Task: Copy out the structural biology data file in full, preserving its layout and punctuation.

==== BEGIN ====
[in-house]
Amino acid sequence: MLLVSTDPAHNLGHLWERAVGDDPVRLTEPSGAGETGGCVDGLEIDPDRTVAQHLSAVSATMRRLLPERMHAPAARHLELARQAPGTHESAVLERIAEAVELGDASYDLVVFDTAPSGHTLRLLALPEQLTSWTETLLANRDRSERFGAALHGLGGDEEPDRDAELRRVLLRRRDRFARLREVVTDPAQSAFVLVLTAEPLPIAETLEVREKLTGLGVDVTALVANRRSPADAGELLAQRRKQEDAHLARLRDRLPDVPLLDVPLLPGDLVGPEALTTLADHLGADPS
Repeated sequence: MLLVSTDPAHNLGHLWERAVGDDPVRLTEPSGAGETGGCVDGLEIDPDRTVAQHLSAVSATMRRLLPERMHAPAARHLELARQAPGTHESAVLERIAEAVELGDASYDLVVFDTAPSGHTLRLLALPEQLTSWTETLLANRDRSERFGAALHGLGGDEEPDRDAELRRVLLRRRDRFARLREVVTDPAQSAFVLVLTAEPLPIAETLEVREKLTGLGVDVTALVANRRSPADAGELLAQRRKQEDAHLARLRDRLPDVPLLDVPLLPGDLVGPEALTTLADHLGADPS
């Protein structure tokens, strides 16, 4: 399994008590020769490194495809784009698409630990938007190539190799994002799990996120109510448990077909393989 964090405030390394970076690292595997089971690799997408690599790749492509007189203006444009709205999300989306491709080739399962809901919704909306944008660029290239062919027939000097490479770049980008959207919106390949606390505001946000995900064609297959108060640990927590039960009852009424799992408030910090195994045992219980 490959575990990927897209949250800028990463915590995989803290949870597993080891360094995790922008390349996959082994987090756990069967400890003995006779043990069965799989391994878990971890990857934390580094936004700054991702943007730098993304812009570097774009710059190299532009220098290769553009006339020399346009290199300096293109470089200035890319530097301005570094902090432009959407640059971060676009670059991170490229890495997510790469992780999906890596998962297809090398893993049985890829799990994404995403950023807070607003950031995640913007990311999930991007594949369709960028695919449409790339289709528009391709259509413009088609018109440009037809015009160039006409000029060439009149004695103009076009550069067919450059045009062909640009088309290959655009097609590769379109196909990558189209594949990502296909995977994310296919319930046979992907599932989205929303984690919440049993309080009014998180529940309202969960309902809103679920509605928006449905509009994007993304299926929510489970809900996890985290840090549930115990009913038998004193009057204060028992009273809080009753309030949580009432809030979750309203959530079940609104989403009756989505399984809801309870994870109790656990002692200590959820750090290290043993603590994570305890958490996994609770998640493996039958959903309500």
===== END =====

[in-house]
Amino acid sequence: MLLVSTDPAHNLGHLWERAVGDDPVRLTEPSGAGETGGCVDGLEIDPDRTVAQHLSAVSATMRRLLPERMHAPAARHLELARQAPGTHESAVLERIAEAVELGDASYDLVVFDTAPSGHTLRLLALPEQLTSWTETLLANRDRSERFGAALHGLGGDEEPDRDAELRRVLLRRRDRFARLREVVTDPAQSAFVLVLTAEPLPIAETLEVREKLTGLGVDVTALVANRRSPADAGELLAQRRKQEDAHLARLRDRLPDVPLLDVPLLPGDLVGPEALTTLADHLGADPS
Repeated sequence: MLLVSTDPAHNLGHLWERAVGDDPVRLTEPSGAGETGGCVDGLEIDPDRTVAQHLSAVSATMRRLLPERMHAPAARHLELARQAPGTHESAVLERIAEAVELGDASYDLVVFDTAPSGHTLRLLALPEQLTSWTETLLANRDRSERFGAALHGLGGDEEPDRDAELRRVLLRRRDRFARLREVVTDPAQSAFVLVLTAEPLPIAETLEVREKLTGLGVDVTALVANRRSPADAGELLAQRRKQEDAHLARLRDRLPDVPLLDVPLLPGDLVGPEALTTLADHLGADPS
């Protein structure tokens, strides 16, 4: 399994008590020769490194495809784009698409630990938007190539190799994002799990996120109510448990077909393989 964090405030390394970076690292595997089971690799997408690599790749492509007189203006444009709205999300989306491709080739399962809901919704909306944008660029290239062919027939000097490479770049980008959207919106390949606390505001946000995900064609297959108060640990927590039960009852009424799992408030910090195994045992219980 490959575990990927897209949250800028990463915590995989803290949870597993080891360094995790922008390349996959082994987090756990069967400890003995006779043990069965799989391994878990971890990857934390580094936004700054991702943007730098993304812009570097774009710059190299532009220098290769553009006339020399346009290199300096293109470089200035890319530097301005570094902090432009959407640059971060676009670059991170490229890495997510790469992780999906890596998962297809090398893993049985890829799990994404995403950023807070607003950031995640913007990311999930991007594949369709960028695919449409790339289709528009391709259509413009088609018109440009037809015009160039006409000029060439009149004695103009076009550069067919450059045009062909640009088309290959655009097609590769379109196909990558189209594949990502296909995977994310296919319930046979992907599932989205929303984690919440049993309080009014998180529940309202969960309902809103679920509605928006449905509009994007993304299926929510489970809900996890985290840090549930115990009913038998004193009057204060028992009273809080009753309030949580009432809030979750309203959530079940609104989403009756989505399984809801309870994870109790656990002692200590959820750090290290043993603590994570305890958490996994609770998640493996039958959903309500």